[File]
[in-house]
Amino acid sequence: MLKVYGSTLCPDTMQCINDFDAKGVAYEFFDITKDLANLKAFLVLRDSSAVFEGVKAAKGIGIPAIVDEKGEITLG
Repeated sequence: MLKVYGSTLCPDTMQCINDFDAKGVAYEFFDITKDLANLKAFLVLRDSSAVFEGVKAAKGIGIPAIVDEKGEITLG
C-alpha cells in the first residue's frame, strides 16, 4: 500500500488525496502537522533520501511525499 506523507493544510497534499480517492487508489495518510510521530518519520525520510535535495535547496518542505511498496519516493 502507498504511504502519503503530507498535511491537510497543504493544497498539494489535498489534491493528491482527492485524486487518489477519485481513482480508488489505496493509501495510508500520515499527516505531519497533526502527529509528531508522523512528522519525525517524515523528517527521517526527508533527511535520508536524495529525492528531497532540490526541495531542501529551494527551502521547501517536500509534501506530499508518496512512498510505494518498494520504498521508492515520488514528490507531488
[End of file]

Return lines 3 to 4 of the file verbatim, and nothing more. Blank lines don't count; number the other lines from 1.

Repeated sequence: MLKVYGSTLCPDTMQCINDFDAKGVAYEFFDITKDLANLKAFLVLRDSSAVFEGVKAAKGIGIPAIVDEKGEITLG
C-alpha cells in the first residue's frame, strides 16, 4: 500500500488525496502537522533520501511525499 506523507493544510497534499480517492487508489495518510510521530518519520525520510535535495535547496518542505511498496519516493 502507498504511504502519503503530507498535511491537510497543504493544497498539494489535498489534491493528491482527492485524486487518489477519485481513482480508488489505496493509501495510508500520515499527516505531519497533526502527529509528531508522523512528522519525525517524515523528517527521517526527508533527511535520508536524495529525492528531497532540490526541495531542501529551494527551502521547501517536500509534501506530499508518496512512498510505494518498494520504498521508492515520488514528490507531488